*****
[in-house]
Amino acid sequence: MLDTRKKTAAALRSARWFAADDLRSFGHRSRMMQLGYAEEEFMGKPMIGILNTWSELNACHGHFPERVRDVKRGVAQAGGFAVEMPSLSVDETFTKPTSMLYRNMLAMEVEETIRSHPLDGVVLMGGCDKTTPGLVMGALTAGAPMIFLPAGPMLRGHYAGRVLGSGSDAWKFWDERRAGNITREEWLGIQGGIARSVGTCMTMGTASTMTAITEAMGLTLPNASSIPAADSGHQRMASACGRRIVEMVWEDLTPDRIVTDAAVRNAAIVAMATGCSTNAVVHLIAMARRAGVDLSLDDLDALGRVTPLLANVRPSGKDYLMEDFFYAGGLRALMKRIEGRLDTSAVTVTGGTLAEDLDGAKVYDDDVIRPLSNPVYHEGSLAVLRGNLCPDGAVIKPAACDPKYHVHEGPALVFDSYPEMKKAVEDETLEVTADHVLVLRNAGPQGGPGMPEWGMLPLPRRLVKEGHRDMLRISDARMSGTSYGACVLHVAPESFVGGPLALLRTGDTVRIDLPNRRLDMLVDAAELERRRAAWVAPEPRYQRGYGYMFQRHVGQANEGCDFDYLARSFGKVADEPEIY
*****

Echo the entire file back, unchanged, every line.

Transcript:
[in-house]
Amino acid sequence: MLDTRKKTAAALRSARWFAADDLRSFGHRSRMMQLGYAEEEFMGKPMIGILNTWSELNACHGHFPERVRDVKRGVAQAGGFAVEMPSLSVDETFTKPTSMLYRNMLAMEVEETIRSHPLDGVVLMGGCDKTTPGLVMGALTAGAPMIFLPAGPMLRGHYAGRVLGSGSDAWKFWDERRAGNITREEWLGIQGGIARSVGTCMTMGTASTMTAITEAMGLTLPNASSIPAADSGHQRMASACGRRIVEMVWEDLTPDRIVTDAAVRNAAIVAMATGCSTNAVVHLIAMARRAGVDLSLDDLDALGRVTPLLANVRPSGKDYLMEDFFYAGGLRALMKRIEGRLDTSAVTVTGGTLAEDLDGAKVYDDDVIRPLSNPVYHEGSLAVLRGNLCPDGAVIKPAACDPKYHVHEGPALVFDSYPEMKKAVEDETLEVTADHVLVLRNAGPQGGPGMPEWGMLPLPRRLVKEGHRDMLRISDARMSGTSYGACVLHVAPESFVGGPLALLRTGDTVRIDLPNRRLDMLVDAAELERRRAAWVAPEPRYQRGYGYMFQRHVGQANEGCDFDYLARSFGKVADEPEIY